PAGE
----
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Fall River MA Herald News, 6 July 2003
copyright Herald News, reprinted with permission

Generations Reunited 
by Gregory Baptista, Herald News Staff Reporter

FALL RIVER -- In 1998, Earle Flynn decided to trace his Fall River roots back across the ocean to their origins in Ireland. 

Because the information he had on his Irish family was spotty at best, Flynnís first trip to the Emerald Isle the following summer yielded little more than a few photographs of roadside county welcome signs. But it began a four-year quest to chart his ancestorsí progress as they sought a new life, first in England, then in America.

In February, Flynn published "From Connaught to Fall River: The Journey and History of an Emigrant Irish Family," which was printed in a limited run of 150 copies. It includes census data, shipping passenger lists, and birth, death and marriage records, some dating back as far as 1858 and covering several generations of Flynns, Hanleys and Carrolls. 

The title of the book refers to Connaught Province in Ireland, where his ancestors held ancestral lands that were confiscated by the English in the early 17th century.

Flynn explained that he printed the book primarily for his family. "Itís my contribution to the Flynn-Hanley legacy," he said. 

"All members of the current Flynn family have a copy of the book," he said. "I never charged anybody for it." 

Though itís not for sale, Flynn said he has donated copies to the Library of Congress and several local libraries from which he used research materials, such as one in County Roscommon, Ireland. 

Flynn currently lives in Norton and he grew up in Tiverton, but he spent his early childhood in Fall River and attended St. Jean the Baptist School and Monsignor Prevost High School in Fall River. His grandparents, aunts and uncles all grew up in the Globe neighborhood of Fall River.

The research that culminated in "From Connaught to Fall River" began as an attempt to simply track names, dates and places. "I wanted to know where the origins were," Flynn said.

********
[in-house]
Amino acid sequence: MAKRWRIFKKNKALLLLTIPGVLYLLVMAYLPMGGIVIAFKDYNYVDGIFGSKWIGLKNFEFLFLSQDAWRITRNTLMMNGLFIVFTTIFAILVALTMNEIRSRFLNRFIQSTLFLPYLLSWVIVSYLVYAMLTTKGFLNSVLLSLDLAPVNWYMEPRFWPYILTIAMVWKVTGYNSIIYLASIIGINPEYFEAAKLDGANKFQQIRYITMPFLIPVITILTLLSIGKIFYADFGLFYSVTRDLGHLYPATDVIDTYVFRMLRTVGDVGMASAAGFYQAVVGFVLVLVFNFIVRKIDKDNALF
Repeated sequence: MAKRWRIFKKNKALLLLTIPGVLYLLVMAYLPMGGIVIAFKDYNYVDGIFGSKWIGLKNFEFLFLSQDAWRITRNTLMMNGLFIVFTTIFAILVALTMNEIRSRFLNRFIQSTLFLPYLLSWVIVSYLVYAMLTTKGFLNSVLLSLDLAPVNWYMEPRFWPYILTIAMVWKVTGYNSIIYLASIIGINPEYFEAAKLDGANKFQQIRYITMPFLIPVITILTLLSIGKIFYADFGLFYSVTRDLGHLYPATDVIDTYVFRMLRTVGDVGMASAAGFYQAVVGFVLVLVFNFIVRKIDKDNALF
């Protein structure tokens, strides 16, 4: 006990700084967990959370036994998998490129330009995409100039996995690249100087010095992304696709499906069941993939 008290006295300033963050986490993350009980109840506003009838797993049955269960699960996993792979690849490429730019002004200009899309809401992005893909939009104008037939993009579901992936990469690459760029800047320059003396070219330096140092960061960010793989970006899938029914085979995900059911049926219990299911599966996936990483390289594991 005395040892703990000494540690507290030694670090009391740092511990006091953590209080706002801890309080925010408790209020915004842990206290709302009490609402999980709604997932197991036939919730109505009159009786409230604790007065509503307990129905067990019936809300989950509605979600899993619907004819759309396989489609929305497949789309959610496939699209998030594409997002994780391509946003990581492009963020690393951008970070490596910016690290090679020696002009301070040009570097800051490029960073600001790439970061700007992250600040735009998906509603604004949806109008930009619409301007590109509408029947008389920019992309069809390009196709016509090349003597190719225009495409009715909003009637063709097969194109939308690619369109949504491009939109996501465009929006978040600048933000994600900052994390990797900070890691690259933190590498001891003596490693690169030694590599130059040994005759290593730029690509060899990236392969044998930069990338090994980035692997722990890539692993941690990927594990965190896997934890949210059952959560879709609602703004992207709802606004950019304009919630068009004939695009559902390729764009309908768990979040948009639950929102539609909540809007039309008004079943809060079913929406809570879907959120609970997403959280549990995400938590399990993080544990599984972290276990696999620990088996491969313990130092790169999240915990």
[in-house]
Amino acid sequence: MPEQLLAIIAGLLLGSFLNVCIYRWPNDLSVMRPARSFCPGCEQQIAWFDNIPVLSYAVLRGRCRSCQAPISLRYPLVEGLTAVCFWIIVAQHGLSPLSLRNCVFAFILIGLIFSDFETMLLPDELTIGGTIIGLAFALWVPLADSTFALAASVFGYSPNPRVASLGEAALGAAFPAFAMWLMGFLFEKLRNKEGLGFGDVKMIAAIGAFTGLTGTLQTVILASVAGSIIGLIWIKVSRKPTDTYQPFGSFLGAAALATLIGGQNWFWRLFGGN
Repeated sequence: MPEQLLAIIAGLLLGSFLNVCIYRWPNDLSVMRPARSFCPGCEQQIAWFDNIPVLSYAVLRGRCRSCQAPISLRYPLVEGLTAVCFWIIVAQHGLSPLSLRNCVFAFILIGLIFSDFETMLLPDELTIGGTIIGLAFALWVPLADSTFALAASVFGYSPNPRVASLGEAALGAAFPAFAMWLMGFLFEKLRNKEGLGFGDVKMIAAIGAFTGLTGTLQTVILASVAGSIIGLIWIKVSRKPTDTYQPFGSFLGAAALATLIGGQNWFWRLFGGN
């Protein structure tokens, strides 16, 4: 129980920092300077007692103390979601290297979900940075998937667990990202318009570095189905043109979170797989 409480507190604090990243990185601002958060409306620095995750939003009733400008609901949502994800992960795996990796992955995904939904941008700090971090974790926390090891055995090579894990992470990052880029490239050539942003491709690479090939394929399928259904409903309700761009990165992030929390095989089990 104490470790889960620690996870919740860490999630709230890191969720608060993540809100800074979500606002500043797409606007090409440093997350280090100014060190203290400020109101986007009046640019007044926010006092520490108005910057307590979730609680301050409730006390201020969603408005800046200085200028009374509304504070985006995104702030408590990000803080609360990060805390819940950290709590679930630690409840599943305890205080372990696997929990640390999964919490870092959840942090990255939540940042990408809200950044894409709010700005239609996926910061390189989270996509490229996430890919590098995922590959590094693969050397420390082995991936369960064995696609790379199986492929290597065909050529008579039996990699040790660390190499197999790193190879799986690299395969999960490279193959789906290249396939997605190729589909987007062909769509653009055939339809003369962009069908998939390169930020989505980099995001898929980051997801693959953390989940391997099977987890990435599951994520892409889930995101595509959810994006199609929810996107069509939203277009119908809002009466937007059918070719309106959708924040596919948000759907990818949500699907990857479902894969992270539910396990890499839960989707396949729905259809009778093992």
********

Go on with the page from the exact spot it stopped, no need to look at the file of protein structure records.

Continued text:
The origins, Flynn had known in a general sense, lay with his Irish ancestors. They were the progenitors of a family that immigrated to England between 1855 and 1876, then began settling in Fall River in 1885, drawn here like so many immigrants by the lure of thriving cotton mills and the promise of better working conditions.

After his first trip to Ireland with his wife in 1999 failed to give him much hard information to work with, Flynn said, "We came back and started here in Fall River." 

He began his research in the Fall River Public Library and City Hall, obtaining death certificates for his grandparents and reviewing obituaries, which he said were particularly fertile sources of information. It was here in the city, he said, where he found the most information.

He also hired a genealogist in London to assist and contacted county groups in Ireland that accessed some local records for him. 

Flynn learned the art of genealogical research mostly by doing it. He grew familiar with the wealth of sources he could draw from, including city directories, old newspapers and church and cemetery records. The National Archives and the Massachusetts Archives yielded U.S. Census Department data, ship passenger lists and naturalization records, Flynn said.

"You can get a lot of these resources online," he said, noting the helpfulness of Internet newsgroups and sites such as Ancestry.com.

Yet as he went along, Flynn said, the names, dates and places became secondary, and the story of his ancestorsí journey -- their motivations and their trials -- shone through.

"These people were Irish peasants," Flynn said of the early ancestors. "They farmed the land just to survive."